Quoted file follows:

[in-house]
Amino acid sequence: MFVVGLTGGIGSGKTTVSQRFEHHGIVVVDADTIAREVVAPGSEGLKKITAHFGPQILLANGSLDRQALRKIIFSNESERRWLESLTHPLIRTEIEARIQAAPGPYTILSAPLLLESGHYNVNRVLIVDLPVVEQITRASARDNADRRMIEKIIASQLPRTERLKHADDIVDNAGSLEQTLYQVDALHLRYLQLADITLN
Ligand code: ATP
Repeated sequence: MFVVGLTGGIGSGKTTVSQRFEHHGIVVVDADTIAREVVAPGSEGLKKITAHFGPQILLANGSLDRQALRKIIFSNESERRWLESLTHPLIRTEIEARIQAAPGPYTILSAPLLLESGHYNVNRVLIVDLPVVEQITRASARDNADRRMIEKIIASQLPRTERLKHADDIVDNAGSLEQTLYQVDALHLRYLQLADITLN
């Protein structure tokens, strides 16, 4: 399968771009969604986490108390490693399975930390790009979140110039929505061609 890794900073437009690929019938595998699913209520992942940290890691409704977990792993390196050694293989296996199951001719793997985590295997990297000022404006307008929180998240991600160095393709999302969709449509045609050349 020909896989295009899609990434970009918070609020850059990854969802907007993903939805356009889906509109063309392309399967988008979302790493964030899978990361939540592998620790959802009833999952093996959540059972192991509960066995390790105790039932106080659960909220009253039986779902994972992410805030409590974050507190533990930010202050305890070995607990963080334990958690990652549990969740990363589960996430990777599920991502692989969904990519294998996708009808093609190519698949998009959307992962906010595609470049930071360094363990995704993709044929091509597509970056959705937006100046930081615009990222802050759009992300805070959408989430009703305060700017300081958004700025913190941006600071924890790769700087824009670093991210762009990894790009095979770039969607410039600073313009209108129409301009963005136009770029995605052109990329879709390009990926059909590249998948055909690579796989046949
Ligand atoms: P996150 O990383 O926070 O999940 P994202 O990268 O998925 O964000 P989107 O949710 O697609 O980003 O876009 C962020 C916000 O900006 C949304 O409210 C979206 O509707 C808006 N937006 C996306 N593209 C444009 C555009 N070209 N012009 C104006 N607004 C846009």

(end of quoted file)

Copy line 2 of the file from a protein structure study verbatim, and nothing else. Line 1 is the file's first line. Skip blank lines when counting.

Amino acid sequence: MFVVGLTGGIGSGKTTVSQRFEHHGIVVVDADTIAREVVAPGSEGLKKITAHFGPQILLANGSLDRQALRKIIFSNESERRWLESLTHPLIRTEIEARIQAAPGPYTILSAPLLLESGHYNVNRVLIVDLPVVEQITRASARDNADRRMIEKIIASQLPRTERLKHADDIVDNAGSLEQTLYQVDALHLRYLQLADITLN